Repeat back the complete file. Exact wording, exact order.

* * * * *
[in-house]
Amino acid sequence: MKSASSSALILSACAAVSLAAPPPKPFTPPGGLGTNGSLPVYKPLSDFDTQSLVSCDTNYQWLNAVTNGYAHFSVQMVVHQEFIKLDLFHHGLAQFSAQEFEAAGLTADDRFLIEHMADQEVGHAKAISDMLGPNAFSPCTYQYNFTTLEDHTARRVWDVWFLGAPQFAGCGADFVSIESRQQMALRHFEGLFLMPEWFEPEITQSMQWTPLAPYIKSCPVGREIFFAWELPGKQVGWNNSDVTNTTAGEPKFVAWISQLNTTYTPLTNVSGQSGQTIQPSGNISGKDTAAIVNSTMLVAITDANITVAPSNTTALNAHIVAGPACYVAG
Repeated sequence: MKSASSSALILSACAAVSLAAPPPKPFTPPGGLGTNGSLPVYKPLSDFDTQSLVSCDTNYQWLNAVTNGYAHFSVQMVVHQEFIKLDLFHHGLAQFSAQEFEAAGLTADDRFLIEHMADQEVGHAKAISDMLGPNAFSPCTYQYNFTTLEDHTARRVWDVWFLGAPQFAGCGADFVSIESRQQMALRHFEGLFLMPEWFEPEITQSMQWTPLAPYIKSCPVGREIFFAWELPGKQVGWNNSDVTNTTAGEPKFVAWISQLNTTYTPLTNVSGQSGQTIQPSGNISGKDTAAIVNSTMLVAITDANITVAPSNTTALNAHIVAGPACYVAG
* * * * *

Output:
[in-house]
Amino acid sequence: MKSASSSALILSACAAVSLAAPPPKPFTPPGGLGTNGSLPVYKPLSDFDTQSLVSCDTNYQWLNAVTNGYAHFSVQMVVHQEFIKLDLFHHGLAQFSAQEFEAAGLTADDRFLIEHMADQEVGHAKAISDMLGPNAFSPCTYQYNFTTLEDHTARRVWDVWFLGAPQFAGCGADFVSIESRQQMALRHFEGLFLMPEWFEPEITQSMQWTPLAPYIKSCPVGREIFFAWELPGKQVGWNNSDVTNTTAGEPKFVAWISQLNTTYTPLTNVSGQSGQTIQPSGNISGKDTAAIVNSTMLVAITDANITVAPSNTTALNAHIVAGPACYVAG
Repeated sequence: MKSASSSALILSACAAVSLAAPPPKPFTPPGGLGTNGSLPVYKPLSDFDTQSLVSCDTNYQWLNAVTNGYAHFSVQMVVHQEFIKLDLFHHGLAQFSAQEFEAAGLTADDRFLIEHMADQEVGHAKAISDMLGPNAFSPCTYQYNFTTLEDHTARRVWDVWFLGAPQFAGCGADFVSIESRQQMALRHFEGLFLMPEWFEPEITQSMQWTPLAPYIKSCPVGREIFFAWELPGKQVGWNNSDVTNTTAGEPKFVAWISQLNTTYTPLTNVSGQSGQTIQPSGNISGKDTAAIVNSTMLVAITDANITVAPSNTTALNAHIVAGPACYVAG